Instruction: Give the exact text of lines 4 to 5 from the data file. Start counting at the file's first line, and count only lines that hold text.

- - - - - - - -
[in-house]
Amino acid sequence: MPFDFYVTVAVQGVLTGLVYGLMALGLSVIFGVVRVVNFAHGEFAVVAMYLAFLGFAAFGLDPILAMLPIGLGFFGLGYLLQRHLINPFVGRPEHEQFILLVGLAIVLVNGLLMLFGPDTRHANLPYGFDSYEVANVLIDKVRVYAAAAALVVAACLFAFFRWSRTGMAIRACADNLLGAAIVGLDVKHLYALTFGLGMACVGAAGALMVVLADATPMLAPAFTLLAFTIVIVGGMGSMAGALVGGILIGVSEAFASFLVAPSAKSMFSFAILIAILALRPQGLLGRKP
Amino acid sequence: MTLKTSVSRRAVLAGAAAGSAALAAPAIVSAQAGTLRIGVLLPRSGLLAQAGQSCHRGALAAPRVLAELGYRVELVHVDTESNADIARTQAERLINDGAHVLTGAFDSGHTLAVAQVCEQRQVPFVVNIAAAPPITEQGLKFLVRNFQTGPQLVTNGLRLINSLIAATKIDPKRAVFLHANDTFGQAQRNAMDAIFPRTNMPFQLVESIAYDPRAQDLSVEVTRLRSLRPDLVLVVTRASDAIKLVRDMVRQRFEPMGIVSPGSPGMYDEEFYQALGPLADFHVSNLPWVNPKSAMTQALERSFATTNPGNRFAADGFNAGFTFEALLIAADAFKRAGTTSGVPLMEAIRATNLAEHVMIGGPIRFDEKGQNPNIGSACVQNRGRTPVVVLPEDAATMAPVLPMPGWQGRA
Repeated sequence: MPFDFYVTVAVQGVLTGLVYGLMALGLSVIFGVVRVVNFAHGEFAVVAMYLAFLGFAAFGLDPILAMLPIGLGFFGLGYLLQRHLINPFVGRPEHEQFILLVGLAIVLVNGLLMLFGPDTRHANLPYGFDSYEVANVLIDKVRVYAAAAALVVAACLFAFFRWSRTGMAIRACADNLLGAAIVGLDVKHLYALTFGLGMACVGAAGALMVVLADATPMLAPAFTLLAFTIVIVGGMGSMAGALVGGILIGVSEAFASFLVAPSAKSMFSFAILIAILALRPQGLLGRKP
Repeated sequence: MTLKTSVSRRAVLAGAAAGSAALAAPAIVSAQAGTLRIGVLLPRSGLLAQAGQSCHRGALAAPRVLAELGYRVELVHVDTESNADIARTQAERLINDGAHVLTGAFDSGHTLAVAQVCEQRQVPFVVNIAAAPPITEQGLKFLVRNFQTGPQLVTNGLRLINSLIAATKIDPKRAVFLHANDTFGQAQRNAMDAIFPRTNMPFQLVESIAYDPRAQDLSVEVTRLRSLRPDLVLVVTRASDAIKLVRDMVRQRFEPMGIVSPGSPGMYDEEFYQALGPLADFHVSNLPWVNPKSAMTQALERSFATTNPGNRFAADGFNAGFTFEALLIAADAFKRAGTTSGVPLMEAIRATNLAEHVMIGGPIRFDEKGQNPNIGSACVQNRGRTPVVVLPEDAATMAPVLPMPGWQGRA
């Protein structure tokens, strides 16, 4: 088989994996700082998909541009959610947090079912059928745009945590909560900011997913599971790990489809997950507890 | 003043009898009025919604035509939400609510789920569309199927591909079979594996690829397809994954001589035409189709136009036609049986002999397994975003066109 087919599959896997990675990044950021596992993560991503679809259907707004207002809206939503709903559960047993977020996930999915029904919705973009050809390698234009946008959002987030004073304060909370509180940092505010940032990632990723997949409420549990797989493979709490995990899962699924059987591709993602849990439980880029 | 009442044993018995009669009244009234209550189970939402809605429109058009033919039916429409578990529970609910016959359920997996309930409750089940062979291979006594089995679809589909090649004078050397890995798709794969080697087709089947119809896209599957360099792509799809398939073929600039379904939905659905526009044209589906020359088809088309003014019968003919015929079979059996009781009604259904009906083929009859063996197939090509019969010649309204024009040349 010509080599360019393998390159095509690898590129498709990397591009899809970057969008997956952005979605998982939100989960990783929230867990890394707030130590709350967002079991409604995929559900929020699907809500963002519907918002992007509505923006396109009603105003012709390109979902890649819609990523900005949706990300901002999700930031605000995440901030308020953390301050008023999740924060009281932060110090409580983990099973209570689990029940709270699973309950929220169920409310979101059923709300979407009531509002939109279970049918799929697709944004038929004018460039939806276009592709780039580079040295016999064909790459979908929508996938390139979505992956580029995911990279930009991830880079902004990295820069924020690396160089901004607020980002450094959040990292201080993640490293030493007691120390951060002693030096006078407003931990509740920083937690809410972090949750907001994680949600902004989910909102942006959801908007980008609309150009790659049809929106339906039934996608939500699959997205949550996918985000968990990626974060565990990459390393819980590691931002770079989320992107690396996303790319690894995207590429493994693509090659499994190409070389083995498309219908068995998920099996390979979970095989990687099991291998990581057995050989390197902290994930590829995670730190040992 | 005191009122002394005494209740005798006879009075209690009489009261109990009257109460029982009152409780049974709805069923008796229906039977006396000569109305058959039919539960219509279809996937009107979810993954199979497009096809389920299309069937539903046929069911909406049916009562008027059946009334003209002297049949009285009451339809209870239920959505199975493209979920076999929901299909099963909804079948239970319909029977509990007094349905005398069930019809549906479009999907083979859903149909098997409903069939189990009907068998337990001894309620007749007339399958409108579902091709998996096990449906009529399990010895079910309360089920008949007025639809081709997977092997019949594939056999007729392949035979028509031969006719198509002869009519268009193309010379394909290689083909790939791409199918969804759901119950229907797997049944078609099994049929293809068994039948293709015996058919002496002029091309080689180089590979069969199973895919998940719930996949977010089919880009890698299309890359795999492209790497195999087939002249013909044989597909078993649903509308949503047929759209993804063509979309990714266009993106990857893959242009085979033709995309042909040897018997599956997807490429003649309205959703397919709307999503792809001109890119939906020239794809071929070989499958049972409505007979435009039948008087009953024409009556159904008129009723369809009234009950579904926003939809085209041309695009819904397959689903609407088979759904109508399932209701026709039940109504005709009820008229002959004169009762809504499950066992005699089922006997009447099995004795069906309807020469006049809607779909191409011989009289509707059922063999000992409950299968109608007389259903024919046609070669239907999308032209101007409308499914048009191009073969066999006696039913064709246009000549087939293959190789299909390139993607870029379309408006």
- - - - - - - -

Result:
Repeated sequence: MPFDFYVTVAVQGVLTGLVYGLMALGLSVIFGVVRVVNFAHGEFAVVAMYLAFLGFAAFGLDPILAMLPIGLGFFGLGYLLQRHLINPFVGRPEHEQFILLVGLAIVLVNGLLMLFGPDTRHANLPYGFDSYEVANVLIDKVRVYAAAAALVVAACLFAFFRWSRTGMAIRACADNLLGAAIVGLDVKHLYALTFGLGMACVGAAGALMVVLADATPMLAPAFTLLAFTIVIVGGMGSMAGALVGGILIGVSEAFASFLVAPSAKSMFSFAILIAILALRPQGLLGRKP
Repeated sequence: MTLKTSVSRRAVLAGAAAGSAALAAPAIVSAQAGTLRIGVLLPRSGLLAQAGQSCHRGALAAPRVLAELGYRVELVHVDTESNADIARTQAERLINDGAHVLTGAFDSGHTLAVAQVCEQRQVPFVVNIAAAPPITEQGLKFLVRNFQTGPQLVTNGLRLINSLIAATKIDPKRAVFLHANDTFGQAQRNAMDAIFPRTNMPFQLVESIAYDPRAQDLSVEVTRLRSLRPDLVLVVTRASDAIKLVRDMVRQRFEPMGIVSPGSPGMYDEEFYQALGPLADFHVSNLPWVNPKSAMTQALERSFATTNPGNRFAADGFNAGFTFEALLIAADAFKRAGTTSGVPLMEAIRATNLAEHVMIGGPIRFDEKGQNPNIGSACVQNRGRTPVVVLPEDAATMAPVLPMPGWQGRA